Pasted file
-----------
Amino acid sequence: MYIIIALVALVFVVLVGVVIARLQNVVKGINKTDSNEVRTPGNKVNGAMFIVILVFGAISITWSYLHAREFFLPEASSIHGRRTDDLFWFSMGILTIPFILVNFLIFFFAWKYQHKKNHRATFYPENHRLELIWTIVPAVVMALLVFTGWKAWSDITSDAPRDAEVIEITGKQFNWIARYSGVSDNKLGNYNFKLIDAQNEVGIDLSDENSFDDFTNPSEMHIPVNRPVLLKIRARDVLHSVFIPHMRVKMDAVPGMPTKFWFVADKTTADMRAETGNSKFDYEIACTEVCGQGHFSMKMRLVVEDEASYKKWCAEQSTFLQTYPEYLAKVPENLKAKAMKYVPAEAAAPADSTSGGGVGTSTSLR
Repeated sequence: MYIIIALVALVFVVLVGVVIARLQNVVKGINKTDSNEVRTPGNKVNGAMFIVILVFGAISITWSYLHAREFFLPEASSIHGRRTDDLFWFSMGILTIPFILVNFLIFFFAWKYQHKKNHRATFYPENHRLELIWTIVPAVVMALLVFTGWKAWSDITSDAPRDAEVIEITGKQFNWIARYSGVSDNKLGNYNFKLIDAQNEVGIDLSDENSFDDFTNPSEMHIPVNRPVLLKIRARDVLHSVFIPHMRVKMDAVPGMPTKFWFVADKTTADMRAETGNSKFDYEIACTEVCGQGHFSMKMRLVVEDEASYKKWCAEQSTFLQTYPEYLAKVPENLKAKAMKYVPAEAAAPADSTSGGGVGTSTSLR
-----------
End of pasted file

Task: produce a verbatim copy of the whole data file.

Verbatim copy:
Amino acid sequence: MYIIIALVALVFVVLVGVVIARLQNVVKGINKTDSNEVRTPGNKVNGAMFIVILVFGAISITWSYLHAREFFLPEASSIHGRRTDDLFWFSMGILTIPFILVNFLIFFFAWKYQHKKNHRATFYPENHRLELIWTIVPAVVMALLVFTGWKAWSDITSDAPRDAEVIEITGKQFNWIARYSGVSDNKLGNYNFKLIDAQNEVGIDLSDENSFDDFTNPSEMHIPVNRPVLLKIRARDVLHSVFIPHMRVKMDAVPGMPTKFWFVADKTTADMRAETGNSKFDYEIACTEVCGQGHFSMKMRLVVEDEASYKKWCAEQSTFLQTYPEYLAKVPENLKAKAMKYVPAEAAAPADSTSGGGVGTSTSLR
Repeated sequence: MYIIIALVALVFVVLVGVVIARLQNVVKGINKTDSNEVRTPGNKVNGAMFIVILVFGAISITWSYLHAREFFLPEASSIHGRRTDDLFWFSMGILTIPFILVNFLIFFFAWKYQHKKNHRATFYPENHRLELIWTIVPAVVMALLVFTGWKAWSDITSDAPRDAEVIEITGKQFNWIARYSGVSDNKLGNYNFKLIDAQNEVGIDLSDENSFDDFTNPSEMHIPVNRPVLLKIRARDVLHSVFIPHMRVKMDAVPGMPTKFWFVADKTTADMRAETGNSKFDYEIACTEVCGQGHFSMKMRLVVEDEASYKKWCAEQSTFLQTYPEYLAKVPENLKAKAMKYVPAEAAAPADSTSGGGVGTSTSLR